West Orange, NJ was the birthplace of the modern motion picture industry. In the early 1890's Thomas Edison erected the first motion picture studio, the "Black Mariah", a simple structure of tar-papered, wood-framed walls and glass ceilings, which had a moveable roof operated by a pulley system. The entire edifice was built upon a circular railroad track, which enabled the building to be revolved as the sun's light moved. Although Edison himself considered his Kinetograph, the first motion picture camera, a mere novelty, he had on his staff a man named Edwin S. Porter, who was an imaginative and enthusiastic devotee of the new medium. His first two films, "The Life of an American Fireman," (1902) and "The Great Train Robbery", (1903), made in East Orange, were the first motion pictures to use interweaving plot lines. They were also the first to demonstrate the techniques of editing, such as close-ups, dissolves, flashbacks and inserts, despite being a mere 11 minutes and 13 minutes long respectively.

New Jersey quickly became the movie-making capitol of the world. Production companies such as Universal, Champion, Eclair, World Pictures, Fox, Selznick, Goldwyn and others, themselves in their infancy, built studios in the Coyetsville section of Fort Lee. Mack Sennett and his Keystone Kops also began in Fort Lee, before moving westward. It is estimated that over 1/3 of the residents of Fort Lee were employed by the various companies as workers and craftsmen.

In the early Twenties, silent pictures were at their peak, and by then producers had slowly moved from Fort Lee to the more accessible Manhattan. With no bridges or tunnels, the move saved actors and crew members the three hours it took to reach New Jersey by trolleys and ferries. Small and large studios were springing up all over New York City, including Edison's own 21st Street studio.

At that time, there were no set working rules in the studios. Conditions and hours varied from job to job. Wages ranged from $15 a week for workers to $35 a week for "bosses" for 48 hours of work. It was in the spring of 1922 that the seed was sown creating the Studio Mechanics Association, the now legendary "Green Card" organization that led eventually to Local 52.

On that spring day in 1922, seven weary studio electricians, who had spent the past three days and nights lugging and operating "sun-light" arcs on the set of D.W. Griffith's "One Exciting Night", were talking shop. A mild-mannered electrician named Charlie Pfeif finally asked his companions, "Well, isn't it about time we all got together?"

This was a question being asked in all the studios. The need to improve conditions was urgent, and the time for action was right.

Once the drive to organize began, it moved quickly. The first meeting of studio technicians was held in the fall of 1922, and about a month later, 175 men were carrying the Green Cards in their wallets. (The cards were green because so many of the original members were Irish.) The movement spread until almost all the working craftsmen were members of the association. All this had to be accomplished quietly, and in some studios secretly, for fear of reprisals.

The leaders of the organization realized that, in order to be effective and come out into the open, the association would have to join the official Labor Movement of the U.S.A.-- then the A. F. of L.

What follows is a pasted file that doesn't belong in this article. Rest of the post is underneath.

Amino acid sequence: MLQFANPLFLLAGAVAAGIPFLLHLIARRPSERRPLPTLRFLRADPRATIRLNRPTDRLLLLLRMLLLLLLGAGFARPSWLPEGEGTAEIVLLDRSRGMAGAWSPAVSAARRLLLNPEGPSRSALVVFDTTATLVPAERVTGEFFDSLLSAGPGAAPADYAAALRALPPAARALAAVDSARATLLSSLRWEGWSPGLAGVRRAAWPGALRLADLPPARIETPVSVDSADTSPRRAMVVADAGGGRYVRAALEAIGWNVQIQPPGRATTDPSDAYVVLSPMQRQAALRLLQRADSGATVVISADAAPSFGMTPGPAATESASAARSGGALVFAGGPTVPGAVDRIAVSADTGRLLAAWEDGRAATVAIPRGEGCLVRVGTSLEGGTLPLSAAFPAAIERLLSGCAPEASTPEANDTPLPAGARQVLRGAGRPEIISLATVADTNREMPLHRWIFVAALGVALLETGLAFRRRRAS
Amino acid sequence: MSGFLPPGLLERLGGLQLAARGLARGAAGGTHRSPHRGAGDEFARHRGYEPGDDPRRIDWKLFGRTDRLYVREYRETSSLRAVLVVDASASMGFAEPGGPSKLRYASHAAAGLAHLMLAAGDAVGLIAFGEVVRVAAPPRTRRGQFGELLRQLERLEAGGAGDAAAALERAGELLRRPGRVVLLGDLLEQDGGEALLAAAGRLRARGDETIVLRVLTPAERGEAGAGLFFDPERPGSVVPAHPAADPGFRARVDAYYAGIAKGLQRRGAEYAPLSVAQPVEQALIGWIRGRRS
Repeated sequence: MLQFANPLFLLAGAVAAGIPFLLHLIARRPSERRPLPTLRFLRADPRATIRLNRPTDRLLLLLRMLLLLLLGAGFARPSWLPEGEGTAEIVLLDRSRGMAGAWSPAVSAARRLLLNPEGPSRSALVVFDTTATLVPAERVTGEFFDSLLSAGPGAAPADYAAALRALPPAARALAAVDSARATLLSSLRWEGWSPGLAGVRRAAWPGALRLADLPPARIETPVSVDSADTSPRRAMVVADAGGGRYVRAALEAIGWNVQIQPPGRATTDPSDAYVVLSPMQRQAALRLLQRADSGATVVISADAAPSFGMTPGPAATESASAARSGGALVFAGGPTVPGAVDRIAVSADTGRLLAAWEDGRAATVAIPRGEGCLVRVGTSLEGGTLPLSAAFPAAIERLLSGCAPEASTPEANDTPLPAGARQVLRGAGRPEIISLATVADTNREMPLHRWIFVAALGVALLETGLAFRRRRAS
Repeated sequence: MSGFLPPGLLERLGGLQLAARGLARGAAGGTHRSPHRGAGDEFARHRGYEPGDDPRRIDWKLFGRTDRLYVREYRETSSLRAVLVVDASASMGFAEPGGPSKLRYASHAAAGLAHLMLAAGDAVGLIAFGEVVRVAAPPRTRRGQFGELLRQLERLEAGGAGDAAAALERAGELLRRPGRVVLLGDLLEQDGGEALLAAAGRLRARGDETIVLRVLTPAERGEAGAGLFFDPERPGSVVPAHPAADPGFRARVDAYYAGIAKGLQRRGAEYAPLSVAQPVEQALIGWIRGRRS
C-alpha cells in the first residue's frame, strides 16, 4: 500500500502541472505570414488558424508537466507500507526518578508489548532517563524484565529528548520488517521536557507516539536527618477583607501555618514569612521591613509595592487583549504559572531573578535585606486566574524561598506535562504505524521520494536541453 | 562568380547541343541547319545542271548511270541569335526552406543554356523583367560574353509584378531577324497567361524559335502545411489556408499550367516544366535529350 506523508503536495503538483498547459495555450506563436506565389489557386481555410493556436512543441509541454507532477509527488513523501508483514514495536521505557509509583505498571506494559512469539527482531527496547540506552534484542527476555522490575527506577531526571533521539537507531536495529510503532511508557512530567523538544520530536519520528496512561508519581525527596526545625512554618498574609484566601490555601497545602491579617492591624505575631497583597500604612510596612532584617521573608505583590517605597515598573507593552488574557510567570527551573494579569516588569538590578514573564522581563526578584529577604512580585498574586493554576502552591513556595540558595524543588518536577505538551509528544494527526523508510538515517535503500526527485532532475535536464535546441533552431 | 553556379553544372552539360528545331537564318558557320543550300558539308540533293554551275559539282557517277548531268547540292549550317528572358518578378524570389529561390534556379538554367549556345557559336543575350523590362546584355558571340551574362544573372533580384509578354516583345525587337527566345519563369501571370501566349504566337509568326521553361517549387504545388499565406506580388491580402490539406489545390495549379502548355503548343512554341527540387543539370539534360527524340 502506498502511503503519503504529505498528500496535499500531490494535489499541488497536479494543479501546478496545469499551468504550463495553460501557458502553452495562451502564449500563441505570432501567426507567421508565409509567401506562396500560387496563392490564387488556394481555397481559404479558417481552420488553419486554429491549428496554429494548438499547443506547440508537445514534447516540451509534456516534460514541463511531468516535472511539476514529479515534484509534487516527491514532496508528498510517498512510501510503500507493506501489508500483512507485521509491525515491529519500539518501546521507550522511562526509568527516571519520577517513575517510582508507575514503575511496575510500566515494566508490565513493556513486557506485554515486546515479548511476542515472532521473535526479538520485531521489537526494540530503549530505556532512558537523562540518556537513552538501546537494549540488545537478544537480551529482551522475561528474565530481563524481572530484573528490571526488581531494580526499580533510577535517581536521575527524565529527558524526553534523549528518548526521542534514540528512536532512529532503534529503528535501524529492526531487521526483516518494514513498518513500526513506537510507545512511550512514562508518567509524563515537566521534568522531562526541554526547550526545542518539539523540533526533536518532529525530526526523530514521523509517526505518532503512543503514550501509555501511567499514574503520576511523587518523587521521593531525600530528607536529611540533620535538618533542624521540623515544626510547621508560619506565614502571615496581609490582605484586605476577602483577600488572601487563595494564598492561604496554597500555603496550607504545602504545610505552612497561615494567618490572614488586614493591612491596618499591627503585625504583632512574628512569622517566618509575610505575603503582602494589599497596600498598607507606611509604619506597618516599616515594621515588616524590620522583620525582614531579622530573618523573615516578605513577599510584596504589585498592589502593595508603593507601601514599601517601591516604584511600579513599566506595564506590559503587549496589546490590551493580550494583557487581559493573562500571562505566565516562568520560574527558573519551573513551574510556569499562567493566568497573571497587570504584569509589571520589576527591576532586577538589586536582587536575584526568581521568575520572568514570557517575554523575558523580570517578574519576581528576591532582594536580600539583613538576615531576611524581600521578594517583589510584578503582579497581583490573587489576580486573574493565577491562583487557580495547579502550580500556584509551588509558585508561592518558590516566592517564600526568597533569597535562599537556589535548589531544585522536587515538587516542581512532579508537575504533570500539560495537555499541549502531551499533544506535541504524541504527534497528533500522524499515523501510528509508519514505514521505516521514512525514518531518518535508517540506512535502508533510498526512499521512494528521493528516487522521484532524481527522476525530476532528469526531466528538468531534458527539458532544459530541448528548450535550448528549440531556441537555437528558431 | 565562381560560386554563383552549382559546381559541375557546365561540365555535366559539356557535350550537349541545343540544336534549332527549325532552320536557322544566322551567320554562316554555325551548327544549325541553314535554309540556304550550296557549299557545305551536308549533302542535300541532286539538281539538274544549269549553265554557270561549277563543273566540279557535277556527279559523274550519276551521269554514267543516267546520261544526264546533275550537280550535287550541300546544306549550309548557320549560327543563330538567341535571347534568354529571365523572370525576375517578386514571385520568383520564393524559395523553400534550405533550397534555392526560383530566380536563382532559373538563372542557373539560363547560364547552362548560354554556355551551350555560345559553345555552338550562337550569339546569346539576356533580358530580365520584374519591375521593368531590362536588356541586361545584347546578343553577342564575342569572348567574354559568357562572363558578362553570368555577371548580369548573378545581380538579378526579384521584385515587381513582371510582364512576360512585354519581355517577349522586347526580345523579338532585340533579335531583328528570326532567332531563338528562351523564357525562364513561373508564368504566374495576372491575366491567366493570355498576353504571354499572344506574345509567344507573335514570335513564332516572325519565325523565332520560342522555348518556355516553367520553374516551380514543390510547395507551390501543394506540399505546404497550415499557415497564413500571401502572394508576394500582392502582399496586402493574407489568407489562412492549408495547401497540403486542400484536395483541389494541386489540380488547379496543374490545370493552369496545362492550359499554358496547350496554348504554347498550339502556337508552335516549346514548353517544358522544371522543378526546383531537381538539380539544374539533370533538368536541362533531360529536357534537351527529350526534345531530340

The next step was to obtain a charter from the International Alliance of Theatrical Stage Employees (IATSE), the Union representing the workers of the entertainment industry. Although there was resistance, the pleas for a charter were made to the I.A. Convention in Cincinnati in the spring of 1924 by John Murphy, Ben Mahoney and Arthur Gerson.

The Committee assigned to vote on the proposal, which was composed of Locals 1, 306, 4 and 59, voted "yea" and the new organization, Studio Mechanics Local 52, was born-the first Motion Picture Local in the world.

THE EARLY YEARS

The beginning years were not easy. Slowly, the Local emerged as the respected provider of film crews in the New York area while raising wage standards and bringing improvements in working conditions and working rules. This all happened during the prosperous days of silent pictures. Although many production companies had made the trek westward earlier in the century, to a small enclave known as Los Angeles, there came a terrible slump from 1926 to 1928 when all the business went West. It was a drought- absolutely no work. Local 52 lost approximately 60% of its membership of about 700, but there remained a steadfast group of men who held on, eking out a living in any way they could, holding out for the film business to return. Some of the members who remained active in Local 52 were able to obtain work only one day a week-and those were the lucky ones.

Then, miraculously, sound was introduced, and the industry here revived. Local 52 recognized the importance of this innovation and organized the soundmen, catapulting New York into a position of importance. From 1928 to 1932, New York was a boom town, with artists such as the Marx Brothers, Walter Huston and Maurice Chevalier walking the stages of what we now fondly call "The Big House"- then Paramount Studios, now Kaufman-Astoria Studios.

However, by 1932, Hollywood had completed its conversion to sound. For the next ten years, New York's film industry was in bleak condition. Although there were occasional films shot here during those years, such as "The Scoundrel," "The Emperor Jones," "One Third of a Nation," and "The March Times," on the whole, these were hard and bitter days for the men of Local 52.

At the advent of World War II, the Army Signal Corps took over the "Big House" and the Office of War Information (OWI) began operating there. Each of them put many Local 52 men to work making training films for our Armed Forces. At the same time, pictures like "The House on 92nd Street" and "The Window" improved things a bit, but not enough to indicate that New York's film business would ever equal the glory days of the Silent Era. Then, after the war, along came the "Magic Box"-Television.

THE MIDDLE YEARS